The Knick – greatly enjoyed The Knick, Steven Soderbergh’s venture into episodic TV. It’s a period piece set in a hospital in New York City in 1900 starring the great Clive Owen. Like all stories set in the past, it’s about today and is utterly relevant to now. See also – Cliff Martinez’ sublime score.

Braquo – we got the DVD set of three seasons of French TV cop drama Braquo and, as I write this, are still consuming episodes at a rate of knots. It makes Spiral look sedate. It’s gritty, tough and shows the sweaty underbelly of Paris in unrelenting detail via compelling characters.

Interstellar – I’m not really much of a Christopher Nolan fan, so this film really took me by surprise. There are a few moments of portentous stuff and clunky dialogue, but it really reaches and, to my mind, succeeds in being what is, these days, a rare and rarely-sighted beast – the proverbial “good” SF film. It’s like a good, hard SF novel brought to the screen and I admire it for that ambition alone, let alone the fact that I was actually thinking about it a couple of days later. Sure, it has a sugary (and unnecessary) Hollywood coda but I was so won over by the overall reach of the story, it gets my vote. More like this, please. Great score by Hans Zimmer, too.

Special mentions: Halt and Catch Fire – this TV show about creating a PC in the early eighties sounds like it might be the most boring thing imaginable but it is superb character drama from the same channel that brought Mad men into the world and, like that show, is very much worth your time.

Snowpiercer – I saw this last night and felt moved to add it to the list. Wonderful to be proved wrong that good SF films are so rare, because here’s another. That said, it feels more like a satire on society than a hard SF flick, but if you can buy the premise of a train that never stops on a frozen future Earth, you’re in for a real treat, with terrific production design, the flavour of an early Jeunet film and a terrific cast.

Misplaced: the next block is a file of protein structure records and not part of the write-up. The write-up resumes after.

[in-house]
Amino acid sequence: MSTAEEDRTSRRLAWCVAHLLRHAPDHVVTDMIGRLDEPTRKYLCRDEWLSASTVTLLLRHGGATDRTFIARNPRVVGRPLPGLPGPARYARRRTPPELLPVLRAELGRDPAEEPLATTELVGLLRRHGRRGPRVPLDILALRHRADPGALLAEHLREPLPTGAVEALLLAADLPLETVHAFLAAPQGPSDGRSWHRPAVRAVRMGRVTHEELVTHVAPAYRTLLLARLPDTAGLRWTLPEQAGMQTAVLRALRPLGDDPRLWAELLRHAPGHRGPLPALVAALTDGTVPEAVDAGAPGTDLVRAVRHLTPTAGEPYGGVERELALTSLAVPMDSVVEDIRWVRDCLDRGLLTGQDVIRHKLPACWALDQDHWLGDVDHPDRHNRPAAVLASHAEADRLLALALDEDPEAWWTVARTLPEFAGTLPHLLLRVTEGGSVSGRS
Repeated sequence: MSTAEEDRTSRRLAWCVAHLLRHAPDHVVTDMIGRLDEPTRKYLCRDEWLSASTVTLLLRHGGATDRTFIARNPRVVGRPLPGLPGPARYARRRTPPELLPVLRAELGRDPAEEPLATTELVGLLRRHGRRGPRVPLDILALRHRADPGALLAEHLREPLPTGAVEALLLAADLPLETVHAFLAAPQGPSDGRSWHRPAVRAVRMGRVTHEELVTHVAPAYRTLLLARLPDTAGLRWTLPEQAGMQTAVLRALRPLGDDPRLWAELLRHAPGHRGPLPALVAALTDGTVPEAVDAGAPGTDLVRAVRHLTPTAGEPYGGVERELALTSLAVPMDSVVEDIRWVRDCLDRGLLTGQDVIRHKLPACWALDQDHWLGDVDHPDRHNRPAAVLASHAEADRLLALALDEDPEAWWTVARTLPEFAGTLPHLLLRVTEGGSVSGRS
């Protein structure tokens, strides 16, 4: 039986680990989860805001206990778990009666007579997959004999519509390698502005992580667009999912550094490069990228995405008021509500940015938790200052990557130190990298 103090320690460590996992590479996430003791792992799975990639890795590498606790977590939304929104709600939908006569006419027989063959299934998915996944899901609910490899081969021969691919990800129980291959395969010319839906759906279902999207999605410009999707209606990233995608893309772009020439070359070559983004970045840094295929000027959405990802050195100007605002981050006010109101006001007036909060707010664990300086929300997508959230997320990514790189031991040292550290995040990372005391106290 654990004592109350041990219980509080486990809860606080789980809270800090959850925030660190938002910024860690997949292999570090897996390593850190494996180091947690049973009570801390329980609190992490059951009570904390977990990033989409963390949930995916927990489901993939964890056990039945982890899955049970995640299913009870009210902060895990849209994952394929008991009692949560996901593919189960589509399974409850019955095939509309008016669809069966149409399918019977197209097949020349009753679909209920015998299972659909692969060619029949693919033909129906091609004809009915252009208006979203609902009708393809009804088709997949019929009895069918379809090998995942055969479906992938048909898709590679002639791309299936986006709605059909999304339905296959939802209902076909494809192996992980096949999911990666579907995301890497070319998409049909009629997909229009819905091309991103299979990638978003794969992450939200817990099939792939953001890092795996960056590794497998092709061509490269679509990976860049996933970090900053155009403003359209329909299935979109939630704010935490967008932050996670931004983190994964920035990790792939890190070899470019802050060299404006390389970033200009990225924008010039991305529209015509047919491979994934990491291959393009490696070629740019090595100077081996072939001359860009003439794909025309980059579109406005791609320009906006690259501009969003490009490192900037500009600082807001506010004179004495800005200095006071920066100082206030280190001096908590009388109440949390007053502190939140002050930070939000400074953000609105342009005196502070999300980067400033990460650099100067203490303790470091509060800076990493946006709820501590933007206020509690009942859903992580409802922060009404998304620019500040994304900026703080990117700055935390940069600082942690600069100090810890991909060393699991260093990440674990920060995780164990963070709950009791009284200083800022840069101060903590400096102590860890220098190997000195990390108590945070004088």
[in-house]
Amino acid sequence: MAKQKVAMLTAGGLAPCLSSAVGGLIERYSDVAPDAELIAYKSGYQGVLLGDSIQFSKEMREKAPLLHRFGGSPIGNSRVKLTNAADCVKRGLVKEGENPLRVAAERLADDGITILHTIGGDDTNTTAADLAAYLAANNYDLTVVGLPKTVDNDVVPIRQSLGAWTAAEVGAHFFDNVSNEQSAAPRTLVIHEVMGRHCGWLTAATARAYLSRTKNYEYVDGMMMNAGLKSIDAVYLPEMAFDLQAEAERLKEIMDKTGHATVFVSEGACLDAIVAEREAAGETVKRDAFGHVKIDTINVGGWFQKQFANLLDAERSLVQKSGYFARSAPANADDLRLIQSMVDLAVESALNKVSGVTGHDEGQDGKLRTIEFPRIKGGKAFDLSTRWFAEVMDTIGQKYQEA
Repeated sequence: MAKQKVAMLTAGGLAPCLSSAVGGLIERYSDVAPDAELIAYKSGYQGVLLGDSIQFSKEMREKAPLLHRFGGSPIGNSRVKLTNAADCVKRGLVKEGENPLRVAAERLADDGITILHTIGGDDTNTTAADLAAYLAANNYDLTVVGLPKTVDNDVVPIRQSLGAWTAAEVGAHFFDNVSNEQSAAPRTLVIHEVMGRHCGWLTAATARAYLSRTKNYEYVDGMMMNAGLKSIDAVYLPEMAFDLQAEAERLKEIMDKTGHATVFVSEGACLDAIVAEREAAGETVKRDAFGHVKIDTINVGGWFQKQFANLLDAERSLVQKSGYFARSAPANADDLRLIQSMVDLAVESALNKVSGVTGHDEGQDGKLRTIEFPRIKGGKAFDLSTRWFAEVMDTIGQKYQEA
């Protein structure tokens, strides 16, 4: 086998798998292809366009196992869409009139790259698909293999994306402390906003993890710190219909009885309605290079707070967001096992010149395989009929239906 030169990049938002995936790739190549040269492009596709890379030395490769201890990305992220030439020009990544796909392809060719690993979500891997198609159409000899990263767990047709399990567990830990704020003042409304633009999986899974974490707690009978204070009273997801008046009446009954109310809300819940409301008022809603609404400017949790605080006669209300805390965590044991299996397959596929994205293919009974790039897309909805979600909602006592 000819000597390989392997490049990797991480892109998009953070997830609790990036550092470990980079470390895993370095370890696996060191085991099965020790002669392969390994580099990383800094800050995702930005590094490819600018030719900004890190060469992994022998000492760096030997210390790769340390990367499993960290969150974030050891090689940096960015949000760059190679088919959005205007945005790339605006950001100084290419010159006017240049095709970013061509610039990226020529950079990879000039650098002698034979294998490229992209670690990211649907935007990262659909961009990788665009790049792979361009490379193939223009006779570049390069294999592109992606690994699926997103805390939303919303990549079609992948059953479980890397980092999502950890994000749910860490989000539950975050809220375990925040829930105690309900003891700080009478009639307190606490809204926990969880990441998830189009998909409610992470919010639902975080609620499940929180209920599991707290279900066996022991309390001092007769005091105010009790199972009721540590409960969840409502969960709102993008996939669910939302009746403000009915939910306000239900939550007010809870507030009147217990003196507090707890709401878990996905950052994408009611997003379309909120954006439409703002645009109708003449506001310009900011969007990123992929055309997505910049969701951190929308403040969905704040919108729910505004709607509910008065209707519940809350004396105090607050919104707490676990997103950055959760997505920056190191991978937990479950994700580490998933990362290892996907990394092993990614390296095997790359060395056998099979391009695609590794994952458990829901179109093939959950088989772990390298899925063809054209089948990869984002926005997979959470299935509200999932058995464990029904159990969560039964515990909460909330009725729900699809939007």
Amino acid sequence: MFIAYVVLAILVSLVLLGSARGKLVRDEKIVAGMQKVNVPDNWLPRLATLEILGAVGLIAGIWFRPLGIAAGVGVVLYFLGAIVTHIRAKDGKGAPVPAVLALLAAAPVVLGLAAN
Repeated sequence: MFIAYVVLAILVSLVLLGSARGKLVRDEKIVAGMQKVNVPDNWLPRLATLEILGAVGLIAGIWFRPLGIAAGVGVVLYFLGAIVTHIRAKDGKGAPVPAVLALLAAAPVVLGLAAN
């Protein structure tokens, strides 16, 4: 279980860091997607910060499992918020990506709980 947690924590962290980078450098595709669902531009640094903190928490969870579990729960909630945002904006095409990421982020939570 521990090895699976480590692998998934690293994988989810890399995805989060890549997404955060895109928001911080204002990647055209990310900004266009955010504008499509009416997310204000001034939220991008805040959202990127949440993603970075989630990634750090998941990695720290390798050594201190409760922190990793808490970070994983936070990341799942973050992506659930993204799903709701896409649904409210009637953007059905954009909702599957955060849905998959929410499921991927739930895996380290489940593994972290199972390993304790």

FPI: How did 2014 go for you as a creator? Are you happy with the way you got your work out this year?

Nick: 2014 has gone really well but I’m never happy with how much work I get out – I always feel there could be further, better and more efficient ways of using my time but until I perfect the cloning tech, that’s not going to happen. I already work too hard.

I was very happy that The Cigar That Fell in Love With a Pipe (written by David Camus, published SelfMadeHer0) was lauded for the art I did for it, but I seem to be more in demand as a writer these days, and that takes up more and more of my time. I’m happy about that; I love doing it, I love writing Doctor Who for Titan and all the other projects for other publishers that I’ve got coming up, but don’t expect to see any more comics solely authored by me for some time. I draw for corporate jobs (because I have to and because they pay well), for myself, but no longer for comics, at least not for the time being.

cigar that fell in love with a pipe camus abadzis selfmadehero

I miss it, as I love doing both. I keep being asked when I’m going to do the next Laika or whatever but that’s not going to happen until I can make it work financially. Sorry, folks – that’s the way it is. I wish it were different. If the comics and publishing industry, and the arbiters of culture at large supported their writer-artists more completely, maybe it would be, but right now, this is the status quo as I experience it.

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About The Author

Joe Gordon
Joe Gordon is ForbiddenPlanet.co.uk's chief blogger, which he set up in 2005. Previously, he was professional bookseller for over 12 years as well as a lifelong reader and reviewer, especially of comics and science fiction works.